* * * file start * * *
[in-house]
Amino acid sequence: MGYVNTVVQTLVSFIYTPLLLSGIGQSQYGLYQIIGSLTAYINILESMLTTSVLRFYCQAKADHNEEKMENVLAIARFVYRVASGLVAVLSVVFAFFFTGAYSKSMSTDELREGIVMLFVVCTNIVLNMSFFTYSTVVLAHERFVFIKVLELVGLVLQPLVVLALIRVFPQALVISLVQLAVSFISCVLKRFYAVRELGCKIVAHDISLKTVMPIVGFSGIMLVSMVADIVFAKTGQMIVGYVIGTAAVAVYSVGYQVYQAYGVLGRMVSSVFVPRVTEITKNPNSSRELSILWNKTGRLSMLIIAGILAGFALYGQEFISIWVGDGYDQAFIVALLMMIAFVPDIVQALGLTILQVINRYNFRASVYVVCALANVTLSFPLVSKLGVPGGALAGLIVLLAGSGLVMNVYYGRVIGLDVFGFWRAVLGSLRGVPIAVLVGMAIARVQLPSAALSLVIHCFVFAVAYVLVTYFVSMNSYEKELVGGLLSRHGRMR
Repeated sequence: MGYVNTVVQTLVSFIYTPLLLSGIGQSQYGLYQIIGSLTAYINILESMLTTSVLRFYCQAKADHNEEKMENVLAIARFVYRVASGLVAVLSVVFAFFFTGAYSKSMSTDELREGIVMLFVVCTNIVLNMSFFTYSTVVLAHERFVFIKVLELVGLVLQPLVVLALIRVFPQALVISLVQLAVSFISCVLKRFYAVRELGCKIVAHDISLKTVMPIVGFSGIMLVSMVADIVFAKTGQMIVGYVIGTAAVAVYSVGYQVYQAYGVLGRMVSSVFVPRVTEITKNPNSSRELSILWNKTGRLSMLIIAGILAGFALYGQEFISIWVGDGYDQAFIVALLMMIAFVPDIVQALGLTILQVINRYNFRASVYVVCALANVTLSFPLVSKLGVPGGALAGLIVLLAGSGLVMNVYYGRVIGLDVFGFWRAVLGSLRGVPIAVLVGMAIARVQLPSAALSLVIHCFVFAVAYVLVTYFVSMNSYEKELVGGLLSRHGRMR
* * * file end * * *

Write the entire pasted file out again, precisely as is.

[in-house]
Amino acid sequence: MGYVNTVVQTLVSFIYTPLLLSGIGQSQYGLYQIIGSLTAYINILESMLTTSVLRFYCQAKADHNEEKMENVLAIARFVYRVASGLVAVLSVVFAFFFTGAYSKSMSTDELREGIVMLFVVCTNIVLNMSFFTYSTVVLAHERFVFIKVLELVGLVLQPLVVLALIRVFPQALVISLVQLAVSFISCVLKRFYAVRELGCKIVAHDISLKTVMPIVGFSGIMLVSMVADIVFAKTGQMIVGYVIGTAAVAVYSVGYQVYQAYGVLGRMVSSVFVPRVTEITKNPNSSRELSILWNKTGRLSMLIIAGILAGFALYGQEFISIWVGDGYDQAFIVALLMMIAFVPDIVQALGLTILQVINRYNFRASVYVVCALANVTLSFPLVSKLGVPGGALAGLIVLLAGSGLVMNVYYGRVIGLDVFGFWRAVLGSLRGVPIAVLVGMAIARVQLPSAALSLVIHCFVFAVAYVLVTYFVSMNSYEKELVGGLLSRHGRMR
Repeated sequence: MGYVNTVVQTLVSFIYTPLLLSGIGQSQYGLYQIIGSLTAYINILESMLTTSVLRFYCQAKADHNEEKMENVLAIARFVYRVASGLVAVLSVVFAFFFTGAYSKSMSTDELREGIVMLFVVCTNIVLNMSFFTYSTVVLAHERFVFIKVLELVGLVLQPLVVLALIRVFPQALVISLVQLAVSFISCVLKRFYAVRELGCKIVAHDISLKTVMPIVGFSGIMLVSMVADIVFAKTGQMIVGYVIGTAAVAVYSVGYQVYQAYGVLGRMVSSVFVPRVTEITKNPNSSRELSILWNKTGRLSMLIIAGILAGFALYGQEFISIWVGDGYDQAFIVALLMMIAFVPDIVQALGLTILQVINRYNFRASVYVVCALANVTLSFPLVSKLGVPGGALAGLIVLLAGSGLVMNVYYGRVIGLDVFGFWRAVLGSLRGVPIAVLVGMAIARVQLPSAALSLVIHCFVFAVAYVLVTYFVSMNSYEKELVGGLLSRHGRMR